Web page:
In digital marketing hindsight is 20/20, and that’s a perilous fact. While we can’t know for certain how our buys will pan out before we make them, we must do our best to keep ourselves informed. One way to prepare? Assess what others have done, whether it worked, and why, and look for opportunities to make a similar impact for our own brands.
In the examples that follow you’ll find a nod to some of the biggest trends of the year, from social media to mobile apps and branded videos. But you’ll also see mainstay formats and platforms used in creative ways. What sets these 2011 campaigns apart wasn’t how much the brands spent to produce them, but how much value they provided, both to the consumer and advertiser alike.
1. Dunkin’ Donuts’ Geo-Social Buys
We saw an uptick in Foursquare usage this year as the social service grew (it now boasts 15 million users), and Dunkin’ Donuts was among the brands to embrace it. In August, it sought to crown the “President of Dunkin’ Nation” in a five-week campaign that allowed consumers who checked in at its nationwide locations to enter a contest to earn the name and a grand prize.
Now it has set its sights on the holidays. Since late November, it has been granting entry into prize sweepstakes to mobile users (both Foursquare and Facebook Places) who check in at their New York, New Jersey, and Connecticut locations. By the end of the first week of the holiday campaign, the brand collected 1,500 registrations and awarded 300 prizes as digital-savvy consumers clamored to gain from an easy action that is quickly becoming a force of habit.
2. Kathy Beth Terry’s Facebook Page
Singer Katy Perry’s imagined teen attracted the attention of hundreds of thousands of consumers this year, on Facebook and Twitter alike. The star of the video for Perry’s hit song “Last Friday Night (TGIF)” made good use of her fame to extol the singer’s virtues through exclusive videos. The comedic campaign generated so much attention that it attracted over 180,000 Twitter followers, nearly 740,000 fans on Facebook, and spawned additional videos on Funny or Die and MTV online. Most remarkable of all is that Perry managed to take a fictional character and turn her into her own personal brand evangelist.
3. X-Men Takeover Ads
When the latest film in the franchise, “X-Men: First Class,” came out this year – first in theaters and then on Blu-ray and DVD – consumers knew it, thanks to a series of international home page takeover ads. On MSN in the Netherlands, the ad began with a page skin and video clips and ended with an attention-grabbing page distortion and full-screen presence that launched the film’s trailer.
A few months later additional takeovers ran on TMZ.com, Yahoo Movies, and YouTube. The latter was a clever play on film character “Magneto’s” ability to attract and warp metal objects at will; after the movie trailer ran for a few seconds, the content on the surrounding YouTube began to break apart and fly into Magneto’s hands. Whenever a brand is able to thematically tie ad functionality into its product, consumers are bound to take notice.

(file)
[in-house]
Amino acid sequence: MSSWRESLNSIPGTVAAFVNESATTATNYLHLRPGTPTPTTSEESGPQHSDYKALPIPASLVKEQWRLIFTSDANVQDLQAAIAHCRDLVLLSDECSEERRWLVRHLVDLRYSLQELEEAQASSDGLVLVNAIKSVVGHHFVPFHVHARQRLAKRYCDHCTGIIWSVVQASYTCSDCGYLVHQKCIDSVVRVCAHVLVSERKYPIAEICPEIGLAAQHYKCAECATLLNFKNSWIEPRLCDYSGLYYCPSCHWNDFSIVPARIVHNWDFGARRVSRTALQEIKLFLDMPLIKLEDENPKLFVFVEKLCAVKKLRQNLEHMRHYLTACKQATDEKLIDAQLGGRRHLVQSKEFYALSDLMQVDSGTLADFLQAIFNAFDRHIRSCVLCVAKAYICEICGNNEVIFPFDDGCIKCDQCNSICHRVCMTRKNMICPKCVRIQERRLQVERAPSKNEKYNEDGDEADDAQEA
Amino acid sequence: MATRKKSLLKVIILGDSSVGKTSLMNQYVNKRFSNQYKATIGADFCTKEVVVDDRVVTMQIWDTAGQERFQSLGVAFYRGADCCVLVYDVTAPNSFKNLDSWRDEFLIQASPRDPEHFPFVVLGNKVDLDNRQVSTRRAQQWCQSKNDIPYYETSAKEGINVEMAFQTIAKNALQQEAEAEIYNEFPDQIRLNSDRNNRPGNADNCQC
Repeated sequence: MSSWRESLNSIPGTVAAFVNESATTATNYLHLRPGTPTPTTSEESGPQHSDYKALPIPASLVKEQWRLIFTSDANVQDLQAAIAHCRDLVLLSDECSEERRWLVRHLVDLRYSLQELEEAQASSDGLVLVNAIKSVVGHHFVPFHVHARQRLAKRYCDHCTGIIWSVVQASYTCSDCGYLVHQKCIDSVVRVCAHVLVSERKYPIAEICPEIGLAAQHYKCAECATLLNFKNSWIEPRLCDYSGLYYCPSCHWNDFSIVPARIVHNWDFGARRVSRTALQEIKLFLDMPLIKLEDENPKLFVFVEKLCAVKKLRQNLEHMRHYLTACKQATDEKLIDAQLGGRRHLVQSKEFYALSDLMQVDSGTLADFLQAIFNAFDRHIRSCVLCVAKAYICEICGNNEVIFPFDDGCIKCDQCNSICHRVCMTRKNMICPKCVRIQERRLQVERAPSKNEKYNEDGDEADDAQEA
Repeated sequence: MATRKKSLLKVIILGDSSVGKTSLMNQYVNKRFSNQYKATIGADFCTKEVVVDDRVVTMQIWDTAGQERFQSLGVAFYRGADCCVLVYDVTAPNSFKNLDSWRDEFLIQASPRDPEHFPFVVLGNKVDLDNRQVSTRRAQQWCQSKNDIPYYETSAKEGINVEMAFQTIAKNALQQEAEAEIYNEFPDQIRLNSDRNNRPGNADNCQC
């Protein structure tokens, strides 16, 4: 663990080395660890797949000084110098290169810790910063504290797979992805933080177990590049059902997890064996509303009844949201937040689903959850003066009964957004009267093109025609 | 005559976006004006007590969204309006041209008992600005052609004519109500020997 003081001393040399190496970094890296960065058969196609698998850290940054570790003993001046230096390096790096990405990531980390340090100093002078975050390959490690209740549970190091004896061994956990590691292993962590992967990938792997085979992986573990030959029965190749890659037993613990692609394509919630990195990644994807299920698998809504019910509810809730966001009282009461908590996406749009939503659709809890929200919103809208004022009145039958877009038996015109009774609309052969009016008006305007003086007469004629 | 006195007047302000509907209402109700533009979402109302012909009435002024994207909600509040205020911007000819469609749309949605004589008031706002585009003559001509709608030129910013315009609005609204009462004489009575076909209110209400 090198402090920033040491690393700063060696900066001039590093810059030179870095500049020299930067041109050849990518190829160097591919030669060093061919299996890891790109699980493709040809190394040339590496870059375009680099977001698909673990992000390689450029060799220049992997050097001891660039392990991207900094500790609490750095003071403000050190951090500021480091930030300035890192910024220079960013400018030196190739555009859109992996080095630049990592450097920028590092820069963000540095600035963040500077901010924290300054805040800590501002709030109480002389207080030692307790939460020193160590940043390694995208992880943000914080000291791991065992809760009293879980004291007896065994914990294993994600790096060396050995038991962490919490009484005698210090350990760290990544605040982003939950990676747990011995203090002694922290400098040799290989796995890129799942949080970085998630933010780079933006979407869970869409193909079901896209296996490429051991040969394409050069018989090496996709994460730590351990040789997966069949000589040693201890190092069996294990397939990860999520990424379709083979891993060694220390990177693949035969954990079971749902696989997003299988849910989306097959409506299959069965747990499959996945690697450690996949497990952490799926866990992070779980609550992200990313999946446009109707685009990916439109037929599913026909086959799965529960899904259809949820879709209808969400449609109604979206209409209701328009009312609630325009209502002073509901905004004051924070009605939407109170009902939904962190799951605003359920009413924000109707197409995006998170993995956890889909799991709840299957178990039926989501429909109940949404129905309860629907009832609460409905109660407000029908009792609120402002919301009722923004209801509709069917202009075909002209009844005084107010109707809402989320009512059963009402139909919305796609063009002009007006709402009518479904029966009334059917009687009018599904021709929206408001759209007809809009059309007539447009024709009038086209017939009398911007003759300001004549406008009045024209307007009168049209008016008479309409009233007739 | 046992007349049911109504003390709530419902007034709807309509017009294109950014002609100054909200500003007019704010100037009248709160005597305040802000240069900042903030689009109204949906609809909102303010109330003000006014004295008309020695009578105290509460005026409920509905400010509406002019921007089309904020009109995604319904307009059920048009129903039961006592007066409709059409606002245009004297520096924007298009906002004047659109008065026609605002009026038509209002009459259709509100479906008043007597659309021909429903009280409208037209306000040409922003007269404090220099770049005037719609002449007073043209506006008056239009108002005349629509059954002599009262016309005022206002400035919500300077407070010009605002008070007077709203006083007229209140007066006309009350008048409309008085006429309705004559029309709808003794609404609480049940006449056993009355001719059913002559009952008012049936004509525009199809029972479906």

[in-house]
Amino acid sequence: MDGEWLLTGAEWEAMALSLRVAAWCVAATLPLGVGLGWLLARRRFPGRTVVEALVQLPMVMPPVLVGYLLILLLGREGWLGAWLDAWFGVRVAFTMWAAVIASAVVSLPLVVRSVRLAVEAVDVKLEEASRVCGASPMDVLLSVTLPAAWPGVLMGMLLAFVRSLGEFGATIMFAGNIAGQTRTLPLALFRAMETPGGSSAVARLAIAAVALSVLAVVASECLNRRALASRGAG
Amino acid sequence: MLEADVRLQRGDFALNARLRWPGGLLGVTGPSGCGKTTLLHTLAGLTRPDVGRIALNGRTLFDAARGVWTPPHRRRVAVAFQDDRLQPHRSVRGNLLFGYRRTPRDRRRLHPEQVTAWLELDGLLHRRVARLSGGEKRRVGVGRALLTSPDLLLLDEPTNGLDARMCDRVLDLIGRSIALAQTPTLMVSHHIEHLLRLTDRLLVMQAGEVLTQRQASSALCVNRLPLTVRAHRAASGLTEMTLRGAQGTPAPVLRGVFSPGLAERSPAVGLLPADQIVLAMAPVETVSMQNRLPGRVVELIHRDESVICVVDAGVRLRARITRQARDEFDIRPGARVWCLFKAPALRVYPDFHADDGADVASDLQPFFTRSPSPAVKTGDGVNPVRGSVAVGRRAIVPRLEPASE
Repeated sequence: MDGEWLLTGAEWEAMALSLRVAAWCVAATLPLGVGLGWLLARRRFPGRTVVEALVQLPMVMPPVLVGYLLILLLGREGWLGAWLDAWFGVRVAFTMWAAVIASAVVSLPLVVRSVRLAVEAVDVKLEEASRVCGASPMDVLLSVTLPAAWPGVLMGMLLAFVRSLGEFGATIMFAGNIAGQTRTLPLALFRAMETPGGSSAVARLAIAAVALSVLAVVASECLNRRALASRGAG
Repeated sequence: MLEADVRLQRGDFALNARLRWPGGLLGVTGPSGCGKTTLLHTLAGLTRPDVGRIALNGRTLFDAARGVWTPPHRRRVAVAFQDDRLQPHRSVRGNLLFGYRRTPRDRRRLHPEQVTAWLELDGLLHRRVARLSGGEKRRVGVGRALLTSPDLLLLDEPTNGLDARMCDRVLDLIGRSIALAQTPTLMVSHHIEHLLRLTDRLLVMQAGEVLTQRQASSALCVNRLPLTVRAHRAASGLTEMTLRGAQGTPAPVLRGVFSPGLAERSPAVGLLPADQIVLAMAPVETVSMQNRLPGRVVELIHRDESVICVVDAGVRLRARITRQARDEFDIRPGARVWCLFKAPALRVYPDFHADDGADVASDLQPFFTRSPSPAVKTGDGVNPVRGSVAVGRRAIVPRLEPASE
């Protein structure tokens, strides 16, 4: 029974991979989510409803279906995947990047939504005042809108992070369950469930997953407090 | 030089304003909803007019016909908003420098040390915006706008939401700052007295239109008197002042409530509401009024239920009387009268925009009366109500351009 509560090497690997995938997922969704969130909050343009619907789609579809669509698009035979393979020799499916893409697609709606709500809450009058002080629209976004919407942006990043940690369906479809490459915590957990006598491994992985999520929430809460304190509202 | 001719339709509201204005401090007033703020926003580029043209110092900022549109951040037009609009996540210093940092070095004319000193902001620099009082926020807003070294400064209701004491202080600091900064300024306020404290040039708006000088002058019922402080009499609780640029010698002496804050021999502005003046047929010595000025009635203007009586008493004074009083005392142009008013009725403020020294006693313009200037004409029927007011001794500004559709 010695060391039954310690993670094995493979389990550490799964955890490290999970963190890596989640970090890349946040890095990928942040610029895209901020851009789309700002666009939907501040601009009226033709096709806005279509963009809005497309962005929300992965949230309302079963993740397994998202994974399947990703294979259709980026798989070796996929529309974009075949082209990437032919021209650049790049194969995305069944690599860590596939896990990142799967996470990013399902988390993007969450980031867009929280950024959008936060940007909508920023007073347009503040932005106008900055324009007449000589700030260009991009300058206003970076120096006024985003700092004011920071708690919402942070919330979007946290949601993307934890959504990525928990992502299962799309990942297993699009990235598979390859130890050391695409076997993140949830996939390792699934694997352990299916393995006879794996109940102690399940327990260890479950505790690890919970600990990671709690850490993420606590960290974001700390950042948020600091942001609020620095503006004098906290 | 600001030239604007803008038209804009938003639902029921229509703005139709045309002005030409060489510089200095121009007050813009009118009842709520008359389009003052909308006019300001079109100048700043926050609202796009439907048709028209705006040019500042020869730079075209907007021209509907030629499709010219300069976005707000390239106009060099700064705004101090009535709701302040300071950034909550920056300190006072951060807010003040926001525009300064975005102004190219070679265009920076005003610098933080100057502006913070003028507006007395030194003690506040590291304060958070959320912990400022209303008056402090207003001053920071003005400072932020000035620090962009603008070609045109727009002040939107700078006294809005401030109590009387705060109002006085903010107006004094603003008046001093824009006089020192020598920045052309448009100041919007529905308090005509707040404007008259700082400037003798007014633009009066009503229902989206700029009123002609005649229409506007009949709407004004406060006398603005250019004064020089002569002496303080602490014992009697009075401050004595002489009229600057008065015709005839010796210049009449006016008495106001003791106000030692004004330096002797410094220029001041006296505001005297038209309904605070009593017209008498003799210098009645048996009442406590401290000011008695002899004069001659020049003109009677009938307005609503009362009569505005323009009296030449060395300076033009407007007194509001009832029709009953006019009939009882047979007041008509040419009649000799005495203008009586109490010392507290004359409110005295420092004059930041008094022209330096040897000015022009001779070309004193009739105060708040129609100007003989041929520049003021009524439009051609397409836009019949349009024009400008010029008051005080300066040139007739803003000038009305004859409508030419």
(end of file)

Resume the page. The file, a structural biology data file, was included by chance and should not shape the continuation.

4. Toyota’s “Living” iPad Ad
In November, iPad users were treated to some advertising eye candy courtesy of Toyota’s Prius V. By sponsoring the new Yahoo Livestand digital reading iPad app, the brand was able to place interactive and sequenced videos promoting the model, while presenting them in a magazine-style expanded format. The ads appeared next to news content and featured clickable content throughout.
According to Yahoo, ads within the app generate higher than average interaction rates and a favorable perception of advertisers. Compared with static ads, Yahoo says, consumers were 78 percent more likely to interact with the “living” ad and twice as likely to spend more time with it. One thing’s for certain: the app ad has major impact that can’t be missed.
5. HBO’s “True Blood” Facebook App
Brands have asked consumers to “Elf” themselves, “Simponsize” themselves, and turn themselves into celebrities, so it was only a matter of time before they were invited to become immortal. HBO series “True Blood” this year launched a Facebook app that allowed fans to insert their image (and those of their Facebook friends) into an interactive video. The clip used as the foundation of the experience was exclusive and never before seen on the air, making the concept that much more interesting to fans of the show. In the first few weeks alone users created more than 90,000 videos and the brand gained over 35,000 new Facebook fans, but the app served a purpose beyond generating buzz: it helped to bridge the previous and upcoming seasons of the series, thus inciting past viewers to return and inviting new viewers to give the show a try.
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